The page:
Does anyone ever hear back from “employers” after sending letters of application? I’ve played the game for 12 years, have gotten two interviews, one temporary position, and lots of technical-job nudges from San Jose (though I’d written “not willing to relocate”).

I could be hurt by all the rejection if I had feelings, but everyone else in the U.S. tells me the same story, so I’m not special and you knew that. My dad thinks I don’t try, but he never grasped reality or empathy. “See if you feel this!” Bam! He always had a way with whirls.

So between editing jobs, I’m submitting my work to magazines again. As instructed in the Writer’s Market, I am reading and learning about each applicable magazine to hear its voice and ascertain if a publication blends with my style. If it blends, I need to suggest to them where in the magazine my work would best fit.

To the editor: “My work is best displayed on the front cover of your magazine…as a model of an old gal needing to share her message with the world. It would have a talk bubble nibbling at her mouth: ‘Buy me! Experienced. Vivacious. Willing to learn and earn. Oooo, baby, I can write a story.’”

Pretty erotic, isn’t it? Whaddaya say? Can I write about you?

Comment on Vasectomies

A friend of 38 years responded to my last post.

Been trimmed down there (vasectomized), and when the doctor was using the cauterizing tool, there was smoke coming up from between my legs. I sniffed a couple times and said to the doc, “They were right!”

He said, “They were right about what?”

I replied, “They were right that it smells like chicken!”

He laughed so hard, he dropped the new cauterizing iron, and then told me I would be responsible for the $85 cost.

I told him if he couldn't handle the heat to get out of my kitchen.

Sunday, July 18, 2010

Forced Sterilization

In Uzbekistan, women are undergoing sterilization against their will, without their knowledge. After surprise mutilation and removal of their reproductive parts, women are left unable to bear children. It’s sort of like making eunuchs of Uzbek functionaries without their approval and “accidentally” lopping off their penises as an added bonus while the patients are alert and not under anesthesia, just so they remember the extraordinary event. Checkmate.

The government used to give Uzbek women medals for having six or more children, but overpopulation in our world has given their government reason to reconsider earlier lacking-in-foresight compensation.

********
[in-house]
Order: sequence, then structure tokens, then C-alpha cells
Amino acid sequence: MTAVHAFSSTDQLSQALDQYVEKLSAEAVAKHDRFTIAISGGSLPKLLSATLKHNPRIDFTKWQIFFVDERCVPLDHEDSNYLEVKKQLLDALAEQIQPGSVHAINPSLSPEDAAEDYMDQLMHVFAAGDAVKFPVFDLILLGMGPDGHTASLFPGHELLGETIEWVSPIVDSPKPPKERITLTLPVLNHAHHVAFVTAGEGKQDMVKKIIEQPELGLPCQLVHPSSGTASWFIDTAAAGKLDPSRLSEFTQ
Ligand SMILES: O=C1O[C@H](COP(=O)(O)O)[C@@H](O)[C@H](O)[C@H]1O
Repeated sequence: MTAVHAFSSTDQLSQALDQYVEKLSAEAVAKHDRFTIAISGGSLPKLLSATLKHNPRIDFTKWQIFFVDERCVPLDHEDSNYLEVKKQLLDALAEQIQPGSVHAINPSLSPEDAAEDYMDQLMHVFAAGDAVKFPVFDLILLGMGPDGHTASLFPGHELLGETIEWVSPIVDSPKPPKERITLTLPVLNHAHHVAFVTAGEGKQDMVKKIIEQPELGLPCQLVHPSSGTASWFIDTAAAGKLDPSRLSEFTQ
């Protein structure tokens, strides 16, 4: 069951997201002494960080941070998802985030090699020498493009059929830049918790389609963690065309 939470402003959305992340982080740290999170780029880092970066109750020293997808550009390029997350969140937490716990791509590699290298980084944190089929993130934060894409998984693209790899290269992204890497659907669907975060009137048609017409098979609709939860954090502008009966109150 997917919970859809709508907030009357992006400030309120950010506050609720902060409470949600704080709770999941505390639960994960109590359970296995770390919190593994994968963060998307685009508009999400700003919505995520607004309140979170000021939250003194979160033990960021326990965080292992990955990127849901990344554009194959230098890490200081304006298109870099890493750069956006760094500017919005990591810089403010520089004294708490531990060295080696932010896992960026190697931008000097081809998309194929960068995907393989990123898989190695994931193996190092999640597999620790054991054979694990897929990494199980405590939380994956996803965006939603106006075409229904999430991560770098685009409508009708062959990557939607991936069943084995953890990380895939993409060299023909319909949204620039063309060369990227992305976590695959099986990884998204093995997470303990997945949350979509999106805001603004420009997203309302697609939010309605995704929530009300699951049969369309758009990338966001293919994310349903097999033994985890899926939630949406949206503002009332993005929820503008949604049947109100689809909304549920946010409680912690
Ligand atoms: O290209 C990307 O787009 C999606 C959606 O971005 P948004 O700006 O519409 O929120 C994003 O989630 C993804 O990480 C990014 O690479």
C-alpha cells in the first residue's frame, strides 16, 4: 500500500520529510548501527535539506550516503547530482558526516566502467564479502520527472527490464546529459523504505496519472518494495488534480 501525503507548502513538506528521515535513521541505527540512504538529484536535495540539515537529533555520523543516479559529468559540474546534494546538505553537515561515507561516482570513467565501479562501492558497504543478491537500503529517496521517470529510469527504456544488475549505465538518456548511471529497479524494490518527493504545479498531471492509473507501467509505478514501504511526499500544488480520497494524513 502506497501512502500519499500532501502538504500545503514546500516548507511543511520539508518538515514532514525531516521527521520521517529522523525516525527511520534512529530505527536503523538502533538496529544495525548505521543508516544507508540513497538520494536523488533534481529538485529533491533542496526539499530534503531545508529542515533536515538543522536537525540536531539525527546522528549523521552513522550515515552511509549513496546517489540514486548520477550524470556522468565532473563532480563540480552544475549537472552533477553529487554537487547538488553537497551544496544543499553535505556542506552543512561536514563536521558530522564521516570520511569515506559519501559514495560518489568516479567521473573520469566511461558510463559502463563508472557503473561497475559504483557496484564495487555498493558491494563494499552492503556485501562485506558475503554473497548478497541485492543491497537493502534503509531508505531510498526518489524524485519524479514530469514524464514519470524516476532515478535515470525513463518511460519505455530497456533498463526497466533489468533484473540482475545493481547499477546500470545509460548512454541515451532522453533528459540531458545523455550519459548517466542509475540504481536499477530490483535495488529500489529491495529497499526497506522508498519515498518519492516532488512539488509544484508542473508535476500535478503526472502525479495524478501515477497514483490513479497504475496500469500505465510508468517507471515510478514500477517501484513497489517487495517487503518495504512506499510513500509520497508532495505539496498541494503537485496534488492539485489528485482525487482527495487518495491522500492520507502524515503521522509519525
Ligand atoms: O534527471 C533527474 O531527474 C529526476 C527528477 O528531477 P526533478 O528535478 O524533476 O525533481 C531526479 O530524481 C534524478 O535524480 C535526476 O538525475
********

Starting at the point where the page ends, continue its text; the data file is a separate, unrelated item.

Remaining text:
Now they worry that with so many young men being born with so little imagination, they will join al Qaeda or the Taliban. The government believes these future male adults lack sufficient entrepreneurial spirit to deliver Uzbeks from their pit of despair.

So rather than bless Uzbek men with simple vasectomies and allow them sperm-free Uzbek manliness, the government, which I suspect equals men, mutilates women. Makes perfect sense to them.

Admit it, sex is fun unless one partner is evil and uses sex as a weapon. So why not free the world’s people and give them practice organs via vasectomies. According to my many male friends, it’s easy.

Get a vasectomy. Don’t contribute to Earth’s demise.

Friday, July 2, 2010

El Paso County, Colorado, Fourth Judicial District Corruption, Part 1

I think it’s time.

I’ve kept publicly quiet for 16 years, and the guilty need to face the jury.

It’s Friday, July 2, 2010, and I just read that the Jaycee Dugard family finally took a stand against the state of California, whose Department of Corrections and Rehabilitation failed to do what they were paid to do. And the Dugards won.

She had been kidnapped by a paroled sex offender as a young girl and kept in his backyard. After 18 years in captivity, she brought forth two children and, most likely, a horror story.

Welcome to Colorado Springs and El Paso County, Colorado’s, Fourth Judicial District.
In the months to come, I will reveal travesties and constitutional violations by not only the district’s judicial branch and its judges, but all ancillary financial feeders on the system: psychologists, social workers, lawyers, quasitherapists, the Department of Human Services and all their employees, funded by El Paso County, the state of Colorado, possibly federal tax dollars, and primarily, the victims.

Just know, sexual molestation and abuse is condoned by El Paso County’s Department of Human Services even after numerous reports, as long as it is done by a family member, such as the biological father, his new partner, her son, or someone within two familial degrees of anyone in their families.

My daughter was 18 months when the molestation began, and it continued until her twelfth year, when she released herself of the situation. I was not allowed to release her, though the system eagerly embraced my thousands of dollars.

Imagine the cost in all areas.